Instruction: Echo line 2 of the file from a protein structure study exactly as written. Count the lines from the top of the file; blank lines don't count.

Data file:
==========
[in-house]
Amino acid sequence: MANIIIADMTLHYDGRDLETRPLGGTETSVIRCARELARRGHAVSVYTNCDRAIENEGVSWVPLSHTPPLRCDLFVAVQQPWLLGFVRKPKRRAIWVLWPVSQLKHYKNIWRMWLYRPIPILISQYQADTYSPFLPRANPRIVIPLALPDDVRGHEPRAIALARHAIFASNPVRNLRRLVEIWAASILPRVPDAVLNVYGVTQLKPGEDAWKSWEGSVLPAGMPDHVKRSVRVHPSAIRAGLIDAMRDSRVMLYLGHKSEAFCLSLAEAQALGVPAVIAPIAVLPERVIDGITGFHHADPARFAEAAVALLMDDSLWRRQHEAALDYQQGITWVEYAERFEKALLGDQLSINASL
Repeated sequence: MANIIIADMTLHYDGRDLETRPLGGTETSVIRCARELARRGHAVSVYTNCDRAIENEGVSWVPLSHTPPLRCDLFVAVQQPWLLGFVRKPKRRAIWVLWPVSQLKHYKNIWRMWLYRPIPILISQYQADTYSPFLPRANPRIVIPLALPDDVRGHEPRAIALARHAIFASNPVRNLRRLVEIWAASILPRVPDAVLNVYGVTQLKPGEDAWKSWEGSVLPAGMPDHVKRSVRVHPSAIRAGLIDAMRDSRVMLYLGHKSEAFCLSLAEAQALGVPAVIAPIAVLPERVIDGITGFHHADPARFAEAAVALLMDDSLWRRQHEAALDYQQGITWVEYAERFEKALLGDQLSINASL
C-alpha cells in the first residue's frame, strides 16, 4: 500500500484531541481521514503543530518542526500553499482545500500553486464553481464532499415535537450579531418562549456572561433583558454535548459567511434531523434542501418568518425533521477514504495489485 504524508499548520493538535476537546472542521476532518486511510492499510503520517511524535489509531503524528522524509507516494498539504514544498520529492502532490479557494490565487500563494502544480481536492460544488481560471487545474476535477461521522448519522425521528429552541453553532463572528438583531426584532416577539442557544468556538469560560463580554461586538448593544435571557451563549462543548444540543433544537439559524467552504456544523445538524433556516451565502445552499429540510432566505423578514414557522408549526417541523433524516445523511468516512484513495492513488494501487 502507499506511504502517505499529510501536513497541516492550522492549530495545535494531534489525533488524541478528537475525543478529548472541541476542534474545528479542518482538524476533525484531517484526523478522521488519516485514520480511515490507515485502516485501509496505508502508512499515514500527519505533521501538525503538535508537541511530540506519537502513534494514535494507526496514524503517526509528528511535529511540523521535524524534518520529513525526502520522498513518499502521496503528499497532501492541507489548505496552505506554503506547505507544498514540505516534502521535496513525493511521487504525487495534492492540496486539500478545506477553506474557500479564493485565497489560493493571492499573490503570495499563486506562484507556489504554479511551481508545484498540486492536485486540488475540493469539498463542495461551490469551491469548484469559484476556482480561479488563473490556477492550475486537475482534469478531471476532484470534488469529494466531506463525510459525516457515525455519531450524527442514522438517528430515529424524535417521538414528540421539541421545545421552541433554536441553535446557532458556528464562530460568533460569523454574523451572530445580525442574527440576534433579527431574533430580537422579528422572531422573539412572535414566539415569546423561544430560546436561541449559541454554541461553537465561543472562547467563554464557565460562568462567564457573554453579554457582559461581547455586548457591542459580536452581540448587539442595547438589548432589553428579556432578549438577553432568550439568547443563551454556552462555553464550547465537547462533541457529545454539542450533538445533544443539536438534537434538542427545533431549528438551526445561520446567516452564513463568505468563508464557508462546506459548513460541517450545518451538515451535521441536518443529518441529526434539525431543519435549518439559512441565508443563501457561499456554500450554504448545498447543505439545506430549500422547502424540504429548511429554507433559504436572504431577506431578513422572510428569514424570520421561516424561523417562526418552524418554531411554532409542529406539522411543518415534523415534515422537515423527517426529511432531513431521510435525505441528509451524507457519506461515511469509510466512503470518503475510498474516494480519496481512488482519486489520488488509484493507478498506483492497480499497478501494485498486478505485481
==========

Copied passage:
Amino acid sequence: MANIIIADMTLHYDGRDLETRPLGGTETSVIRCARELARRGHAVSVYTNCDRAIENEGVSWVPLSHTPPLRCDLFVAVQQPWLLGFVRKPKRRAIWVLWPVSQLKHYKNIWRMWLYRPIPILISQYQADTYSPFLPRANPRIVIPLALPDDVRGHEPRAIALARHAIFASNPVRNLRRLVEIWAASILPRVPDAVLNVYGVTQLKPGEDAWKSWEGSVLPAGMPDHVKRSVRVHPSAIRAGLIDAMRDSRVMLYLGHKSEAFCLSLAEAQALGVPAVIAPIAVLPERVIDGITGFHHADPARFAEAAVALLMDDSLWRRQHEAALDYQQGITWVEYAERFEKALLGDQLSINASL